The next Dr Who is female

Actress Jodie Whittaker starred in British award-winning crime drama Broadchurch and is ready to stamp her mark on the Dr Who character.
Actress Jodie Whittaker starred in British award-winning crime drama Broadchurch and is ready to stamp her mark on the Dr Who character.PHOTO: AGENCE FRANCE-PRESSE

Reactions to the casting of Briton Jodie Whittaker are mixed

LONDON • A new prescription - the first-ever casting of a woman to play Dr Who - has drawn mixed reactions from fans of the cult BBC science-fiction series.

British actress Jodie Whittaker, 35, whose casting was unveiled on Sunday, will take over from Scottish actor Peter Capaldi later this year as the 13th incarnation of the Time Lord.

Dr Who, a time-travelling, humanoid alien who traverses the universe, has won a loyal following since the show first aired in 1963, reported Agence France-Presse.

Fans took to Twitter to air their views, with some accusing the producers of ruining the show.

Television personality Piers Morgan tweeted: "Very disappointed Dr Who is now a woman. Massive insult to the non-binary, gender- neutral community."

But others were thrilled, with one post - retweeted thousands of times - showing a girl watching the trailer of Whittaker walking towards the Tardis time machine in a forest, before exclaiming excitedly: "The new doctor is a girl!"

The clip was shown after the Wimbledon men's tennis finals on BBC TV.

Another fan tweeted: "The lack of women, and lead women, in sci-fi is embarrassing. Dr Who just made a step in the right direction."

TV critic Maureen Ryan, writing in the Variety trade publication, was more circumspect: "I do want to see a woman of colour, or a non-white man, as the Doctor, of course. Those fans are still being asked to wait and it would be hypocritical not to note that that is still not ideal."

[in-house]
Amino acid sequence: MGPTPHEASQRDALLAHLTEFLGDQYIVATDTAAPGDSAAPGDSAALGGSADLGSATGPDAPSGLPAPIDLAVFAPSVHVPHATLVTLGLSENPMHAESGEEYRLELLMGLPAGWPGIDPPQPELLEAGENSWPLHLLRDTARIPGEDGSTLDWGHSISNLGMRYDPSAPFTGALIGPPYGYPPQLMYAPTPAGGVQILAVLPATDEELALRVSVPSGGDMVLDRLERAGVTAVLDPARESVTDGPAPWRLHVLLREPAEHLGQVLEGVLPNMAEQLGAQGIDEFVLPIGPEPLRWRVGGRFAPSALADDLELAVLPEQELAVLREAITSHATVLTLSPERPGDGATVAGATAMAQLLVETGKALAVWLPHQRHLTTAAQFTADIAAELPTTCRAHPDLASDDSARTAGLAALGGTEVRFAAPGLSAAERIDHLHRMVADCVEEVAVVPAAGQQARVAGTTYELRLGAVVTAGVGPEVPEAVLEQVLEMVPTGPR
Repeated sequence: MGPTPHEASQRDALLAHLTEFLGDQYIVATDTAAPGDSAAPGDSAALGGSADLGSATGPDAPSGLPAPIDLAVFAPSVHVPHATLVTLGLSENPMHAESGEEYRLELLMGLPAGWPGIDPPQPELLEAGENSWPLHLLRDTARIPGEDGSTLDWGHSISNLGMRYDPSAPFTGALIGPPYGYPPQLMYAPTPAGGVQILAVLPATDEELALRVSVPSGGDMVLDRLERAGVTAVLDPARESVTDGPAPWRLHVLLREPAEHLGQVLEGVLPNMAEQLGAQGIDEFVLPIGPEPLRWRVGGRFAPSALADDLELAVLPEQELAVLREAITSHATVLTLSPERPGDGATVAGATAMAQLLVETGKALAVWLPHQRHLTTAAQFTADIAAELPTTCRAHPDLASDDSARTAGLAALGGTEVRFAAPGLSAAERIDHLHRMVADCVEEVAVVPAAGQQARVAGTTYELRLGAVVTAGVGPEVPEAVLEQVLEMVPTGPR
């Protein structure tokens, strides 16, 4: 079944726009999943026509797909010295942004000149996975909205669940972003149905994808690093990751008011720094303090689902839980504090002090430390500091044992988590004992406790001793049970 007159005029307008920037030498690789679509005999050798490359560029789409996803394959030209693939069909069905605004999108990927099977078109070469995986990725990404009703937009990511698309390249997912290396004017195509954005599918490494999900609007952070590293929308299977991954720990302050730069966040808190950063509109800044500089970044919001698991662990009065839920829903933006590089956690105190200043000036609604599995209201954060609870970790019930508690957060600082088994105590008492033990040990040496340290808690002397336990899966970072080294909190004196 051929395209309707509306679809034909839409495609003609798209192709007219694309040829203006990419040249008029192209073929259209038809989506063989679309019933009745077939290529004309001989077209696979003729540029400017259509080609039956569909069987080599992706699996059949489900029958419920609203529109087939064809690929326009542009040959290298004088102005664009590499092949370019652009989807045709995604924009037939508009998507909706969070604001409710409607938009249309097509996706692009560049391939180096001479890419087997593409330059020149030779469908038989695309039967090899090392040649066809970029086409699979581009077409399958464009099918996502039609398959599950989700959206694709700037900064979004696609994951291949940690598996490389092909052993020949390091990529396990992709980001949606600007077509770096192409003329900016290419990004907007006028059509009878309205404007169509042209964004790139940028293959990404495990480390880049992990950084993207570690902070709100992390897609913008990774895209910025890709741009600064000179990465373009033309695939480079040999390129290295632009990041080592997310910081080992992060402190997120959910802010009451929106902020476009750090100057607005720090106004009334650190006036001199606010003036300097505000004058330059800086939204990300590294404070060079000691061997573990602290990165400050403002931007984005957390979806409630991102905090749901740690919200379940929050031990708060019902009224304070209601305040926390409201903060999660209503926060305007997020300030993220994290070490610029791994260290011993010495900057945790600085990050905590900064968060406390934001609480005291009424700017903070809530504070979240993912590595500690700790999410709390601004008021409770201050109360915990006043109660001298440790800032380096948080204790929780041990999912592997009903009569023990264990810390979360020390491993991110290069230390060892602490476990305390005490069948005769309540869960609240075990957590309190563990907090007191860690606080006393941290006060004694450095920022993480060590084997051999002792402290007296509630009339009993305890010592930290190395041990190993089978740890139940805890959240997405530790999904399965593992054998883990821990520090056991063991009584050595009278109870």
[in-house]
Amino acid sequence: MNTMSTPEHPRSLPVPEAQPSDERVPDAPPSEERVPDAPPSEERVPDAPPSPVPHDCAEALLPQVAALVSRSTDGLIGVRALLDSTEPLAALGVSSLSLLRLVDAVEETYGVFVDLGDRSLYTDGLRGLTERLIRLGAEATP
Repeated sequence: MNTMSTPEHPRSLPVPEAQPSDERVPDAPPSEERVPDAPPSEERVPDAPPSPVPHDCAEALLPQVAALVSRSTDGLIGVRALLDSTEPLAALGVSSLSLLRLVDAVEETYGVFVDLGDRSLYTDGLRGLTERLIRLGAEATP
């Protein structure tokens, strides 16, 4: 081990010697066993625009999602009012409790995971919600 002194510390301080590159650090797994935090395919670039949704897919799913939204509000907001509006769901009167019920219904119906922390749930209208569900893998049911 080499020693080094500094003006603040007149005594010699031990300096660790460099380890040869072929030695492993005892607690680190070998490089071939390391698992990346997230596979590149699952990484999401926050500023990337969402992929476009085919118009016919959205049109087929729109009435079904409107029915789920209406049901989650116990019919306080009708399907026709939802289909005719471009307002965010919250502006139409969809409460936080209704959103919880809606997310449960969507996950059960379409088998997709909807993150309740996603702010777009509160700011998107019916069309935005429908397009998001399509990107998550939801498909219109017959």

Still, she added that the casting of Whittaker is cause for celebration.

The actress, who starred in British award-winning crime drama Broadchurch, is ready to stamp her mark on the character.

"It feels completely overwhelming as a feminist, as a woman, as an actor, as a human, as someone who wants to continually push themselves and challenge themselves, and not be boxed in by what you're told you can and can't be," she said.

But lest some fans worry that her interpretation of Dr Who could prove to be a bitter pill to swallow, she added: "I want to tell the fans not to be scared by my gender.

"Because this is a really exciting time and Dr Who represents everything that's exciting about change.

"The fans have lived through so many changes and this is only a new, different one - not a fearful one."

Viewers will have to wait until the end of the year before seeing her on-screen. Capaldi, who has held the role since 2013, will leave the show during the Christmas special, when Dr Who "regenerates" into a new person. Whittaker will work alongside Broadchurch creator Chris Chibnall, who takes over as executive producer.

"I always knew I wanted the 13th Doctor to be a woman and we're thrilled to have secured our No. 1 choice," Chibnall said.

"Her audition for The Doctor simply blew us all away," he said.

He added that there had been "a lot of secret-keeping" in the run-up to the announcement, while Whittaker said she had told "a lot of lies" to keep the news under wraps.

The show, which is aired around the world, marked its 50th anniversary four years ago with a special episode screened simultaneously in nearly 100 countries.

A version of this article appeared in the print edition of The Straits Times on July 18, 2017, with the headline 'The next Dr Who is female'. Print Edition | Subscribe